Witness contradictions shock MPs in Namuli’s Shs 2bn land probe.

  • Updated by Faith Barbara Namagembe at 0908 EAT on Wednesday 29th June 2022.

Legislators probing the contentious Shs 2.039 billion compensation to Natalia Namuli by the Uganda Land Commission (ULC) were treated to more shocking revelations Tuesday when witnesses gave even more contradicting accounts.

Namuli, 79, is considered a ‘ghost’ among the six claimants who sold their land to the government in 2015, and were hurriedly paid Shs 10.6 billion. The money compensation money originated from an unlawful supplementary budget initiated by the former Lands, Housing, and Urban Development minister and current Inspector General of Government (IGG) Beti Kamya.

On Tuesday, three witnesses including Peter Amara, Namuli’s son-in-law, Kyle Lubega, and Richard Bizibira from Lubega & Buzibira Company Advocates, the Kampala-based law firm that acted on behalf of the claimant, gave parallel testimonies while appearing jointly before the MPs.

While in an earlier appearance Lubega told the MPs that in 2020 Namuli walked to their chambers seeking legal aid to push for delayed compensation from the government, his work partner Buzibira told the committee that they linked up with the client through Amara.

The MPs on the committee on commissions, statutory authorities, and state enterprises (Cosase) learned that Buzibira first met Namuli on July 22, 2020, and three days later he (Lubega) linked Namuli to a broker identified as Warren Mwesigye. 

Ironically, Buzibira told Cosase that the broker opted to buy Namuli’s claim of Shs 2.039 billion at Shs 318 million only. Lubega had in a separate appearance earlier on, revealed that Buzibira withdrew the money from the bank and delivered it to the client in cash.

Buzibira further revealed that when ULC released the money, they deducted 10 per cent in legal fees and channeled the remaining money to the broker. However, on the contrary, Amara revealed to the committee that Namuli has never received the Shs 318 million that Buzibira said the broker paid.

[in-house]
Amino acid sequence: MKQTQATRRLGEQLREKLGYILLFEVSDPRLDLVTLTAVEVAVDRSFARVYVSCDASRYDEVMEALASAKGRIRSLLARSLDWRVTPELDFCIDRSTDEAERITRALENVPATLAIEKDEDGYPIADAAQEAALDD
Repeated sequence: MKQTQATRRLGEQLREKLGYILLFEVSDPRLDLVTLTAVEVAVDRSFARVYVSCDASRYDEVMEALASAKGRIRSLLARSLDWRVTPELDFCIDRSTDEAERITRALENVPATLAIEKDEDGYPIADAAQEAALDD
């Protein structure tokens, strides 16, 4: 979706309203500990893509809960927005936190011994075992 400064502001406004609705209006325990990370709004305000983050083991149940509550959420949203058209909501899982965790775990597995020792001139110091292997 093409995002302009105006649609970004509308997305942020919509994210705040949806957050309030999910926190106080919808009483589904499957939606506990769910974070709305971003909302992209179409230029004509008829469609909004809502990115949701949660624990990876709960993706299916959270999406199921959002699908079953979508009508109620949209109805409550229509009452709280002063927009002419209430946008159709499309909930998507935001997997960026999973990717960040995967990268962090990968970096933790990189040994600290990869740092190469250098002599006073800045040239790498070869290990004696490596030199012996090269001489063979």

“To be honest Mr chair, I don’t see any reason I could really lie that my mother in law Namuli Natalia given her age that she received the Shs 318m. At that time there was no money, even Warren was not there,” Buzibira said.

Amara also shocked the MPs when he stated that Namuli traveled to Kampala on July 22, 2020 using a taxi to process her claims. He claimed that he picked Namuli from the taxi park before leading her to Buzibira’s law firm where she presented her land title and gave the lawyers powers of the attorney.

But Lucy Akello, the Amuru district Woman MP who also doubles as the committee’s vice chairperson tasked Amara to explain how it was possible for Namuli to travel to Kampala at the time when the country was under total COVID-19 lockdown with all public transport suspended and all firms ordered to shutdown.

“Actually Mr Amara is lying to us and my reasons for saying this is as follows; one, on 22nd July 2020 he says Natalia Namuli came to Kampala in taxi [but] that was the time we had a total lockdown. Taxis were not allowed to move. What magic did you do that taxis were actually moving from Kagadi to come to Kampala,” said Akello.

Notably, the ULC represented by Daniel Mugulusi, the accounting officer was tasked to explain why the commission proceeded to pay the claimants yet the family of late Antwane Kalete had written a letter disowning Namuli as a member of the deceased’s family. 

The solicitor general also wrote a June 10, 2021 letter advising the ULC to halt the payment to Namuli because she was not a legitimate claimant for the land measuring 516 acres in Kibaale district. Mugulusi responded that it is just a matter of time, and the commission will review its next course of action.

The witnesses who were first put on oath because of uncoordinated statements, specifically Lubega and his partner Buzibira were later on handed over to the police at parliament for further questioning before they were released.

Elija Okupa, the Kasilo County MP requested an adjournment of the meeting to allow them to devise new methods of cross-examining the witnesses. Joel Ssenyonyi, the committee chairperson adjourned the meeting to a later date yet to be communicated

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